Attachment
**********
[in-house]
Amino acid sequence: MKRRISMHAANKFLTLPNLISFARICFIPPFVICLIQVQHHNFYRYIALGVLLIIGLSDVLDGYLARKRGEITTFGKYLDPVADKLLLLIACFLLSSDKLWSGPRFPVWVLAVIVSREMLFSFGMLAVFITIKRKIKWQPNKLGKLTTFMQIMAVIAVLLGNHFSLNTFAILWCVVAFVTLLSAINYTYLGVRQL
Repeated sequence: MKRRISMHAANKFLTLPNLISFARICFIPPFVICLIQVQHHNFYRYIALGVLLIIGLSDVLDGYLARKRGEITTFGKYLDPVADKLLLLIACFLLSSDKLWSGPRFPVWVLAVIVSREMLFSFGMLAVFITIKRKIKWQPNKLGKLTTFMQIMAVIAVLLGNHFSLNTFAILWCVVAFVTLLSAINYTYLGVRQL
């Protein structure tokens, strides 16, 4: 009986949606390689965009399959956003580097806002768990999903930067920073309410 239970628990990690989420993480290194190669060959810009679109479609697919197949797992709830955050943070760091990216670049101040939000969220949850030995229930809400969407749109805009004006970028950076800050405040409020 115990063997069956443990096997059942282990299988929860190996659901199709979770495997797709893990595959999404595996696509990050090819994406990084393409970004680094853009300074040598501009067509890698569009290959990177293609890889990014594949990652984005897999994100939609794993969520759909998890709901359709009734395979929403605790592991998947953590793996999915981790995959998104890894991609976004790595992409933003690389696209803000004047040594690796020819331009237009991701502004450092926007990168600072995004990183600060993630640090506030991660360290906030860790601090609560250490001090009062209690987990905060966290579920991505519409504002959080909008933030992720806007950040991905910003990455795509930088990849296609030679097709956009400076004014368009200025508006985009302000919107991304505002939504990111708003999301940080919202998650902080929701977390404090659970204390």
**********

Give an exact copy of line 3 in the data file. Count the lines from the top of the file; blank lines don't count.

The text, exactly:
Repeated sequence: MKRRISMHAANKFLTLPNLISFARICFIPPFVICLIQVQHHNFYRYIALGVLLIIGLSDVLDGYLARKRGEITTFGKYLDPVADKLLLLIACFLLSSDKLWSGPRFPVWVLAVIVSREMLFSFGMLAVFITIKRKIKWQPNKLGKLTTFMQIMAVIAVLLGNHFSLNTFAILWCVVAFVTLLSAINYTYLGVRQL